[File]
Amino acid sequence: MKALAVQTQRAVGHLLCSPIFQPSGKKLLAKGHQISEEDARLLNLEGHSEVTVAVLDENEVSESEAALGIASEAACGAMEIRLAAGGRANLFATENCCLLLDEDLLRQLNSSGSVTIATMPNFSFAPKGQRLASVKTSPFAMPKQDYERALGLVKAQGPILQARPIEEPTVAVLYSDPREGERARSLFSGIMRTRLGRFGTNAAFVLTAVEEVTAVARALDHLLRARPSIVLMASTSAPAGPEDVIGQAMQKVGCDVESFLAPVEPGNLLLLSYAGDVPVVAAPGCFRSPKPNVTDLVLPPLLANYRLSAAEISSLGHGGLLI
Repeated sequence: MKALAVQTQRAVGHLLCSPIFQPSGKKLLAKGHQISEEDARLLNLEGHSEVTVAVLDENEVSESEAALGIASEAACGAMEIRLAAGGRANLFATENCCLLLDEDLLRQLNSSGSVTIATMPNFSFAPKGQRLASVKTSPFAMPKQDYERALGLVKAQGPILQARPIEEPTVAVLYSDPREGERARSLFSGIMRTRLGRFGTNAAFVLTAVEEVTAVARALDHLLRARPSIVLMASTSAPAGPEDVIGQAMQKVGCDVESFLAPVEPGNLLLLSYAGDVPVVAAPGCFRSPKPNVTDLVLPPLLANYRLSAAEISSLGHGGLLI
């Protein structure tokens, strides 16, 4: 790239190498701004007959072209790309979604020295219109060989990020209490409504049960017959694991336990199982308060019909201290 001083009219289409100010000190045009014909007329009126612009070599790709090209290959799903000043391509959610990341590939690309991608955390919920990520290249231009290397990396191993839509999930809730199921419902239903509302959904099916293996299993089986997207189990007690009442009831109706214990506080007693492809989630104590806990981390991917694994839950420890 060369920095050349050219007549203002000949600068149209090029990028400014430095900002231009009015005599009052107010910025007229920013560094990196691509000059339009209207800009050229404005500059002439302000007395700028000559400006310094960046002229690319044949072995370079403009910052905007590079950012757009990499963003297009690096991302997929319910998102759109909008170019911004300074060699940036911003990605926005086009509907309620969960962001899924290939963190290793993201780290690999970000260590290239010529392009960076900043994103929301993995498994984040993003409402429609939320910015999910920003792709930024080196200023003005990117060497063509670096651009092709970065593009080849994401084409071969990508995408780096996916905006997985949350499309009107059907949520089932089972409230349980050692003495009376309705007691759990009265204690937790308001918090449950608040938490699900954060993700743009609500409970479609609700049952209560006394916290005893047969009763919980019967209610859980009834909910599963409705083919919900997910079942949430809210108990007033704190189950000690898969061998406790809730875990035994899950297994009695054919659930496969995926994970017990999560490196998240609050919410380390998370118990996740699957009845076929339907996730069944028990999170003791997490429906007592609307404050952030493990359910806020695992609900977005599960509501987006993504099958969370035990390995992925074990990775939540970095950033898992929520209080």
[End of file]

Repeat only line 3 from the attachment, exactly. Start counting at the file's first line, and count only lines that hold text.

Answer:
């Protein structure tokens, strides 16, 4: 790239190498701004007959072209790309979604020295219109060989990020209490409504049960017959694991336990199982308060019909201290 001083009219289409100010000190045009014909007329009126612009070599790709090209290959799903000043391509959610990341590939690309991608955390919920990520290249231009290397990396191993839509999930809730199921419902239903509302959904099916293996299993089986997207189990007690009442009831109706214990506080007693492809989630104590806990981390991917694994839950420890 060369920095050349050219007549203002000949600068149209090029990028400014430095900002231009009015005599009052107010910025007229920013560094990196691509000059339009209207800009050229404005500059002439302000007395700028000559400006310094960046002229690319044949072995370079403009910052905007590079950012757009990499963003297009690096991302997929319910998102759109909008170019911004300074060699940036911003990605926005086009509907309620969960962001899924290939963190290793993201780290690999970000260590290239010529392009960076900043994103929301993995498994984040993003409402429609939320910015999910920003792709930024080196200023003005990117060497063509670096651009092709970065593009080849994401084409071969990508995408780096996916905006997985949350499309009107059907949520089932089972409230349980050692003495009376309705007691759990009265204690937790308001918090449950608040938490699900954060993700743009609500409970479609609700049952209560006394916290005893047969009763919980019967209610859980009834909910599963409705083919919900997910079942949430809210108990007033704190189950000690898969061998406790809730875990035994899950297994009695054919659930496969995926994970017990999560490196998240609050919410380390998370118990996740699957009845076929339907996730069944028990999170003791997490429906007592609307404050952030493990359910806020695992609900977005599960509501987006993504099958969370035990390995992925074990990775939540970095950033898992929520209080």